“After receiving a single letter from us, the Lutheran School immediately did the right thing,” he said. “The others have not. Why not?”
Princeton’s Acting University Spokesperson Michael Hotchkiss said the school is “sensitive” to the Greek Orthodox Church’s concerns and that it is “committed” to ensuring that the manuscripts have been properly obtained.
He said, however, that the university has “carefully reviewed” the information provided by the Patriarchate and has also been conducting its own research on the issue since late 2015.
“Based on the information available to us,” Hotchkiss told The Pappas Post in a written statement, “We have found no basis to conclude that the manuscripts in our possession were looted during World War I, or otherwise improperly removed…”
The spokesman added that Princeton will continue to give “prompt and meaningful consideration” to any other evidence.
The Morgan Library Manager of Communications Shaili Shah was also contacted by The Pappas Post and said the library’s administration had no comment at the time.
Finally, Duke University had not responded to requests for comment at the time of this article’s publication.
In response to Princeton’s claims that it had not found evidence that the manuscripts were stolen, Karloutsos told The Pappas Post that the university can find such evidence on its own campus.
For example, Princeton professors Dimitri Gondicas and Don C. Skemer wrote in the preface to the “Greek Manuscripts at Princeton, Sixth to Nineteenth Century: A Descriptive Catalogue” (2010) that “all of the monastery’s manuscripts were removed from its library and taken to Sofia by the Bulgarian authorities in 1917.”
Gondicas, executive director of Hellenic Studies, and Skemer, curator of manuscripts at the university library, both describe Princeton’s own collection of Kosinitza manuscripts as being “removed” from the library by Bulgarian authorities.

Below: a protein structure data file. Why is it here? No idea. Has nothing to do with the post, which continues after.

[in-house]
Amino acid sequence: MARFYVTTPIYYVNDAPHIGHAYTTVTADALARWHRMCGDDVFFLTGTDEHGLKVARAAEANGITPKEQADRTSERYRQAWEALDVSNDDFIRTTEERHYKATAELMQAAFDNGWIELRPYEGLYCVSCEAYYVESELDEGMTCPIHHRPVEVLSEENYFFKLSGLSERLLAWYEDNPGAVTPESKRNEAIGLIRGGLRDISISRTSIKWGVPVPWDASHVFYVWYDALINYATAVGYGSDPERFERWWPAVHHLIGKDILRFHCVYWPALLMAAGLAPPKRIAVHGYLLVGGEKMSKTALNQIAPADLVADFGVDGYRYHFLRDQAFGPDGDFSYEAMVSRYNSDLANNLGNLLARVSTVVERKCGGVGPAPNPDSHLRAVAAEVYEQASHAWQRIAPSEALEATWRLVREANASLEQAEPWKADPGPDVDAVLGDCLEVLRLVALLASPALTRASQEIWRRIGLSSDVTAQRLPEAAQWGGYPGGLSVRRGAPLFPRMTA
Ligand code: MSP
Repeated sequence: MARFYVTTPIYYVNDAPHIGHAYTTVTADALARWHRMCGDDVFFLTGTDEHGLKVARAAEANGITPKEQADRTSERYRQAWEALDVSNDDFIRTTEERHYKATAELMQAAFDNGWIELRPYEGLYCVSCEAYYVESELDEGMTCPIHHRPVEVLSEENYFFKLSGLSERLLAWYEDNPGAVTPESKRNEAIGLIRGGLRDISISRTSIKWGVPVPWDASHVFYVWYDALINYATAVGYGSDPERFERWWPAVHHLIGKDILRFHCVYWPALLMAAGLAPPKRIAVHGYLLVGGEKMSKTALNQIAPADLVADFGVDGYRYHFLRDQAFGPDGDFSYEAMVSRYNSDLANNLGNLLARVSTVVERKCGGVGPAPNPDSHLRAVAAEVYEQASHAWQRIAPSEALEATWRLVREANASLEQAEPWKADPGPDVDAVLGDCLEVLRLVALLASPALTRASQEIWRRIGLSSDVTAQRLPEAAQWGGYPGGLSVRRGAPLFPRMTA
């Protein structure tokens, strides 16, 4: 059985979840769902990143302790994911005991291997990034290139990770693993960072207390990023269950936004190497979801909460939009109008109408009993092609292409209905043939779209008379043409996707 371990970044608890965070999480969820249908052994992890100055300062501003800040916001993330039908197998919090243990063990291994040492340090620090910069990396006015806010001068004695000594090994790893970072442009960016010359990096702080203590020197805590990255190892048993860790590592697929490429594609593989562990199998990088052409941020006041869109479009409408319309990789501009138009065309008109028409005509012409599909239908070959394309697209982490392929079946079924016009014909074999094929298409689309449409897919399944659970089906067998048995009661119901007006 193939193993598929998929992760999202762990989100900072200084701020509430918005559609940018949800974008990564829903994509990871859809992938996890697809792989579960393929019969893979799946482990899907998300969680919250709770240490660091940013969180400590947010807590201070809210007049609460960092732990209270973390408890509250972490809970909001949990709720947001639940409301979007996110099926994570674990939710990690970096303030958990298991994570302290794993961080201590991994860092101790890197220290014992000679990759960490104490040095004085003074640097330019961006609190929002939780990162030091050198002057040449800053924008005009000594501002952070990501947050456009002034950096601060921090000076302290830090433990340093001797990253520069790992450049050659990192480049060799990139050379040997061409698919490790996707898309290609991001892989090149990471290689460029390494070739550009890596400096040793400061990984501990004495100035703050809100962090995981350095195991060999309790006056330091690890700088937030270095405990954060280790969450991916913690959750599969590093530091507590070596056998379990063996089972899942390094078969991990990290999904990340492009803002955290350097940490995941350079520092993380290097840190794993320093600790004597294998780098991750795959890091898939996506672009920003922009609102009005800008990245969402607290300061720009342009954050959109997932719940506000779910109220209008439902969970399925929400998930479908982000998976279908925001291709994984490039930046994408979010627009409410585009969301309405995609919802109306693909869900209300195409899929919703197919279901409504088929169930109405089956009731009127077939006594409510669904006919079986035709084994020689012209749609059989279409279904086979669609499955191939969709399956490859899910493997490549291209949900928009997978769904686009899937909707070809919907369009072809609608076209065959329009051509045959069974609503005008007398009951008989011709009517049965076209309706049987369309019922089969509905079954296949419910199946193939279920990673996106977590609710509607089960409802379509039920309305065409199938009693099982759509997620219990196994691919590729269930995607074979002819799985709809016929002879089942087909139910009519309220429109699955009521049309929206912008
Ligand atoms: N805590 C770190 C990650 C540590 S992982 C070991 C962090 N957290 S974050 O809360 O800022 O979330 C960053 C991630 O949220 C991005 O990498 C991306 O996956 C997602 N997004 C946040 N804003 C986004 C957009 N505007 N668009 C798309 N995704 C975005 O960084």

“Anyone who argues that the word ‘remove’ doesn’t mean ‘stolen’ surely has a mistaken view of history,” Karloutsos said. “The monks at the monastery clearly didn’t invite the Bulgarian authorities into their sacred home during the peak of World War I and offer these cherished volumes as gifts.”
Karloutsos added that, in the same manuscript catalogue, Princeton provides extensive additional evidence from other sources that the manuscripts were part of the monastery’s collection and illegally looted in 1917.
“Given the circumstances of the Great War and the plethora of published information available, the evidence clearly supports that the unauthorized taking of the manuscripts by the Bulgarian authorities was a theft — plain and simple — we know it, and Princeton knows it,” Karloutsos said.
Tsougarakis said he thinks that institutions with valuable historical items often hesitate to give them back because it could set a precedent, leading to even more returns and possibly depleting a vast part of their collections.
Various Greek diaspora organizations have shown support for the church in its effort to re-obtain the documents, as the Hellenic American Leadership Council in Chicago started a petition for supporters to sign.
Karloutsos said he has hope that the institutions will make the “right choice,” citing a similar example of Nazi-stolen art being returned to families of Jewish collectors who had been victimized during World War II.
“[Like that case] we believe that this case is also egregious and hope that Princeton, Duke and the Morgan will ultimately do the right thing and return the manuscripts,” he said. “Until then, it’s a bit of a mystery why they won’t.”
** NOTE: Header photo features digitized images of a 12th century copy of the New Testament, handwritten in Greek, from Duke University’s David M. Rubenstein Rare Book & Manuscript Library **